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Gratitude

 

Gratitude requires a certain type of endurance.

It takes patience—especially with ourselves. It’s an intentional habit, crafted over time, that enables us to see things, people, places, and circumstances properly, keeping our perspective fresh and our goals and ambitions all the more attainable. Monks know that gratitude is the foundation to a meaningful and happy life.

Initially, gratitude can feel unnatural, and a bit unsettling. 

We might think: how can we be grateful when reality falls so short from our expectations? We might wonder: what if gratefulness is merely a mental sugar pill? A trick, hindering our progress and making us complacent?

These doubts are natural, but often, they are the result of fear clouding our vision. 

What we focus on tends to grow. And when we choose to celebrate what’s in our life, instead of focusing on inadequacies fueled by fear, we begin to notice the goodness that can be discovered in everything. We see opportunities in challenges. We see hope in disappointment. We see joy, and in turn, we experience joy. 

This is not oblivious naivety. Some kind of suffering is always inevitable. But, through gratitude, we each have the opportunity to see the creative element hidden within the pain and disappointment in our lives.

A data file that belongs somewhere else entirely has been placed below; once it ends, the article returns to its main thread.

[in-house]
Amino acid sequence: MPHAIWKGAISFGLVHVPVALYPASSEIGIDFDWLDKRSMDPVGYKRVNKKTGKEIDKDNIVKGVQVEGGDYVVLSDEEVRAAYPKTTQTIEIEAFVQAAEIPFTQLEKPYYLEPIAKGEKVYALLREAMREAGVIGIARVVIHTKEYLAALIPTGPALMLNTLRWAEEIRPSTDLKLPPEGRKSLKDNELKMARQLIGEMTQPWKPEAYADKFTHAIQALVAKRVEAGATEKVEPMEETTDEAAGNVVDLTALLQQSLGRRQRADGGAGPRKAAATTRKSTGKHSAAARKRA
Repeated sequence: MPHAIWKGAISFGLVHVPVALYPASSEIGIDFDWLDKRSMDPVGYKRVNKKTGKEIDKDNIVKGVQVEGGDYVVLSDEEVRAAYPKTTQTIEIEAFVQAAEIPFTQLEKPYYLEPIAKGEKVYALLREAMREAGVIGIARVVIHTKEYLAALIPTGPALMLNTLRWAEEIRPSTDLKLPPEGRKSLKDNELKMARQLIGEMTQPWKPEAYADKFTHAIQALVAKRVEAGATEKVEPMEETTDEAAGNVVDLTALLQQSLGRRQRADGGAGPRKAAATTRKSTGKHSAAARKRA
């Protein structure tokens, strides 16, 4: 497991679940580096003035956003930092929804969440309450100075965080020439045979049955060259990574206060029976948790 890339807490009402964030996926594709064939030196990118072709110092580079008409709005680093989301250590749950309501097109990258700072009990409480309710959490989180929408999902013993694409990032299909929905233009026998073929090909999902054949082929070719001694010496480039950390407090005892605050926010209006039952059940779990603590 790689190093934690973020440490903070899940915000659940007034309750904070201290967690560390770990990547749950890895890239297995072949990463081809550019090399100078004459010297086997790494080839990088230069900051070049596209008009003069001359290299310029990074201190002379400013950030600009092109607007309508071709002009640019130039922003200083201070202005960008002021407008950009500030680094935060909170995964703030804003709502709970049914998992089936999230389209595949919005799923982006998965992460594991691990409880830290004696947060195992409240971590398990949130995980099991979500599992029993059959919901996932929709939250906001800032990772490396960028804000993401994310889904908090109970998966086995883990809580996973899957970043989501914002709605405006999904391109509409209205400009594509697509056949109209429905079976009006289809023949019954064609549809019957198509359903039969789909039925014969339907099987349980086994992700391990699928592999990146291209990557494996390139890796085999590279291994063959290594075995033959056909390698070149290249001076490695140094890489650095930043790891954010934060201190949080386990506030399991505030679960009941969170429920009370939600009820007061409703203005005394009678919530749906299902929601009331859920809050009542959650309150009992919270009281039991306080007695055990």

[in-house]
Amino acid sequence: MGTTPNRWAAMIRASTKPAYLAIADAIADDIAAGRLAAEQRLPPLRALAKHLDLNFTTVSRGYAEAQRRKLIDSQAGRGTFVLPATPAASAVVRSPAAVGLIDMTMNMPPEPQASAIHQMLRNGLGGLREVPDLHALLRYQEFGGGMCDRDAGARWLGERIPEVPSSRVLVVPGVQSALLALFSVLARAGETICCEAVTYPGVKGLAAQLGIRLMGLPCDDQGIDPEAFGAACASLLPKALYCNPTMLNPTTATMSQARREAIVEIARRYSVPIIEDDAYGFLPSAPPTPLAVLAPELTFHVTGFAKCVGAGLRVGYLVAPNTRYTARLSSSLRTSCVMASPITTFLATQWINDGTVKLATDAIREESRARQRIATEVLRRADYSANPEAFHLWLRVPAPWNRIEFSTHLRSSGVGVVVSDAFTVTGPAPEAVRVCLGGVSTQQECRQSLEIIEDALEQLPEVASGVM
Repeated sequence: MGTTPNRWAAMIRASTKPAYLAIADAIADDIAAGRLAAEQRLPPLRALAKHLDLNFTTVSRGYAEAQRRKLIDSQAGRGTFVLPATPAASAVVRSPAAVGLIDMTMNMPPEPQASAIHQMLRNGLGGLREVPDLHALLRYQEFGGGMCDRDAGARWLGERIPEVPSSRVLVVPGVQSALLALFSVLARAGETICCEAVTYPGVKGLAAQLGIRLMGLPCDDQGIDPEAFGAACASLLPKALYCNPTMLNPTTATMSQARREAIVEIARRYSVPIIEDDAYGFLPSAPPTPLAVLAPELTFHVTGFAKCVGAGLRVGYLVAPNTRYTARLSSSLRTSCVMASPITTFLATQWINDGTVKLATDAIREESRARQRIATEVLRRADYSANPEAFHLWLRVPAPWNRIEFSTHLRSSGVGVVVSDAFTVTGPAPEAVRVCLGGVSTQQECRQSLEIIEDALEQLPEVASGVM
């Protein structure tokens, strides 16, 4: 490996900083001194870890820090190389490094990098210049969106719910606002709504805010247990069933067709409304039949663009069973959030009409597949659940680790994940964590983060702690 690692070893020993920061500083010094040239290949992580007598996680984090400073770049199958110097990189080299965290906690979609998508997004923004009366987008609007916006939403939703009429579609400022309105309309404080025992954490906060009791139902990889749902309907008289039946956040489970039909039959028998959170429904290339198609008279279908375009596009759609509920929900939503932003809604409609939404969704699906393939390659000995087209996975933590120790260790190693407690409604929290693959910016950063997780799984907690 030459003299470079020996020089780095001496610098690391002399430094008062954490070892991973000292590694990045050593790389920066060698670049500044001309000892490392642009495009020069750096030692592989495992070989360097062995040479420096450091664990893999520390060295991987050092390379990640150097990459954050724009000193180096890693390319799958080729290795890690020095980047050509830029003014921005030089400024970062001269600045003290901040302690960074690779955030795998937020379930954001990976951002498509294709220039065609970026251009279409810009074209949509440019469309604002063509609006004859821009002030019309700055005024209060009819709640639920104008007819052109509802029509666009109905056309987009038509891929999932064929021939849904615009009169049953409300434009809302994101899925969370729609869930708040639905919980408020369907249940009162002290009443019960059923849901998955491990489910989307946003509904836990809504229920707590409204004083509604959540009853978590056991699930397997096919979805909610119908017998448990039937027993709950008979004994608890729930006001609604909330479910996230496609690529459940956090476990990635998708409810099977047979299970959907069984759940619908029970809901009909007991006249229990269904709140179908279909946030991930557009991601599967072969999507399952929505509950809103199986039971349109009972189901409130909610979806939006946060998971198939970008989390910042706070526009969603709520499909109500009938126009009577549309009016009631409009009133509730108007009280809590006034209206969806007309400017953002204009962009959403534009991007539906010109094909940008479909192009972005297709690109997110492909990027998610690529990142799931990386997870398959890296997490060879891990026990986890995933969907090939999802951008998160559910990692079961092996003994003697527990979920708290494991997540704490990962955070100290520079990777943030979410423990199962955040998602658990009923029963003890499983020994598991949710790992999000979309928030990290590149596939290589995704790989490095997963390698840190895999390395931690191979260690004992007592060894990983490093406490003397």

Gratitude is a mindset that leads us to freedom, allowing us to see the beauty all around us. When we lead with gratitude, we allow the layers of our fears to slowly peel away, pushing us to be fully present, fully ourselves, and fully alive.

WAYS TO INCORPORATE THIS PRACTICE

THEMES 

Humility • Acceptance • Let Go • Choose Joy 

HABITS 

Write down three things you’re grateful for everyday for thirty days. There’s just one rule: do not repeat anything you’ve previously written. 

Everyday, when you wake up, let the first words that come out of your mouth be thank you. Repeat this practice again right before you go to bed. 

Every time you eat a meal, take 30 seconds to consider and express gratitude for all the people who contributed to that meal, from the farmers, to the truckers, to the cooks. 

“Through gratitude, we each have the opportunity to see the creative element hidden within the pain and disappointment in our lives.”

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